"The Romance of Sail"

Many people that read about sailing ships, or look at oil paintings or even photographs, of these beautiful majestic vessels, get carried away by the glamour and romance of it all. But we should realize that there is another side to the story. Life on these vessels was far from romantic, and glamour would not be a word you'd hear very often around their decks. For example unlike steam ships, sailing ships could not sail in direct lines or along the shortest routes, they were at the mercy of wind and weather, and a voyage of say 8.000 miles for instance might be in reality nearer 12.000 because of their having to take advantage of prevailing winds (and sometimes no wind at all, as in the Doldrums) and having to tack, or wear ship, which to the layman means to swing all the square sail yards around an angle of perhaps 80 degrees in order to catch a breeze, however small. When one realizes that the main yards of some latter-day sailing ships weighed in the region of seven tons each, it can be seen what sheer hard work this entailed. And all hands were ordered on deck, every time there was a change in course, day after day, week after week, handling stiff wet canvas, often in freezing rain or snow and sometimes in pitch darkness.

Food in those days was usually of very poor quality; rations were kept to the absolute minimum and often bought from wily ship’s chandlers who gave out back-handers to a captain at the expense of the crews. After a few weeks such desirable commodities as potatoes, vegetables and bread had disappeared from the menu. And all that was left was salt beef or pork, and weevil-ridden biscuits and the like. Fresh water was rationed, sometimes to half a bucket a day for drinking, washing clothes and brewing tea. To add to this the crew, which could numbered twenty or more on the larger vessels, were usually accommodated below the fo’c’sle, a damp, musty, dimly lit space often awash with sea water and the accumulated debris of smashed crockery and fittings which had come adrift in heavy weather. Many of the crew suffered saltwater boils, and serious complaints like scurvy (a condition caused through lack of fresh fruit, vegetables, and as we know now, vitamin deficiency). There was no means of drying clothes and bedding, and the misery could go on for months, until the ship reached warmer climates, when all the crews’ pitiful collection of mildewed possessions could be brought up on deck to dry.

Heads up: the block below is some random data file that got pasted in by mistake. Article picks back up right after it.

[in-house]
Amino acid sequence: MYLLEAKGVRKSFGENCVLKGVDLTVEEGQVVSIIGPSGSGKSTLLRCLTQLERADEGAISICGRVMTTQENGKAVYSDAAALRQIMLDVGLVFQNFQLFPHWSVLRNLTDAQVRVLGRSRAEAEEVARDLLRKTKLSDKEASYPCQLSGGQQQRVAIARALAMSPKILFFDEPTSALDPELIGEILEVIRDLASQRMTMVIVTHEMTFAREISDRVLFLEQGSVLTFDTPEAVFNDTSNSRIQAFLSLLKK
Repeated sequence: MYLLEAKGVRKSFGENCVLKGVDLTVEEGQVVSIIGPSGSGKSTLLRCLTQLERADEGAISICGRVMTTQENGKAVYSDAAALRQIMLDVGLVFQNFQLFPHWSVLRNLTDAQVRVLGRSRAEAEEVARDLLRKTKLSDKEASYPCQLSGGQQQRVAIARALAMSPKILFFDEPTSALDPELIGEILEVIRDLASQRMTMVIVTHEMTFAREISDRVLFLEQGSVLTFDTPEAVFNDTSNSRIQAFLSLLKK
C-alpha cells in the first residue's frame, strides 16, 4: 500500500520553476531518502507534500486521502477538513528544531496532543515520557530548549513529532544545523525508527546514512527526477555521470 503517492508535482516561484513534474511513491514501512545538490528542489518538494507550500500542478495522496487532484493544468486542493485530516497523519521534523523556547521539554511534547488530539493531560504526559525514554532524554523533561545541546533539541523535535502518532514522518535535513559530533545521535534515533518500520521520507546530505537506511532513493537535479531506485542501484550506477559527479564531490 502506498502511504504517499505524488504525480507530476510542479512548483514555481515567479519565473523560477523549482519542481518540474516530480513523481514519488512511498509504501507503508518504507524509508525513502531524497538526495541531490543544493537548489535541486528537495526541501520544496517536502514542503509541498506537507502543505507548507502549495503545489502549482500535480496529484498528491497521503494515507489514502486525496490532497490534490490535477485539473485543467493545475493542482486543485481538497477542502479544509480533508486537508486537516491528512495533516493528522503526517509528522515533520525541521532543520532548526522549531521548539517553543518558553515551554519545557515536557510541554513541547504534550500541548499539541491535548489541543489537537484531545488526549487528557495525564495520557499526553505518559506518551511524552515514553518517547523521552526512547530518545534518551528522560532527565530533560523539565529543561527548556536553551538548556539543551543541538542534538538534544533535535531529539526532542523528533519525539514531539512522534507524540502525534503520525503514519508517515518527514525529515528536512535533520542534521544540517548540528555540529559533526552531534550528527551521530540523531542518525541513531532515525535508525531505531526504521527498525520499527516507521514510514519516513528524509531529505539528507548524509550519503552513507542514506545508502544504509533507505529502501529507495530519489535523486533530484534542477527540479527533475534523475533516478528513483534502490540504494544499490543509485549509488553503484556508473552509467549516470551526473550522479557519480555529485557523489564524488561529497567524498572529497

So difficult was it to get crews in the 1800s that men would often get “Shanghaied” onto ships, they were piled with cheap drink at dockside taverns, and before they knew it they would awake miles out to sea, and on their way on another voyage. None of these ships carried doctors, and it was usually the captain’s job to reset broken arms or legs, and to extract molars, and more than one seaman survived primitive operations for appendicitis. The usual anesthetic was rum or some other spirit.

You may well ask why did these men go to sea at all? The truth of the mater is, life then was nearly as bad for those at home, and children as young as 12 were sent away to sea, as their families could not afford to keep them. This was the agony and hardship that mariners experienced in the "good old days of sail".


The best book I have read on this subject is “The Last Grain Race” by Eric Newby. It’s a brilliant and true account of life on the last of the Windjammers, in the late 1930s.



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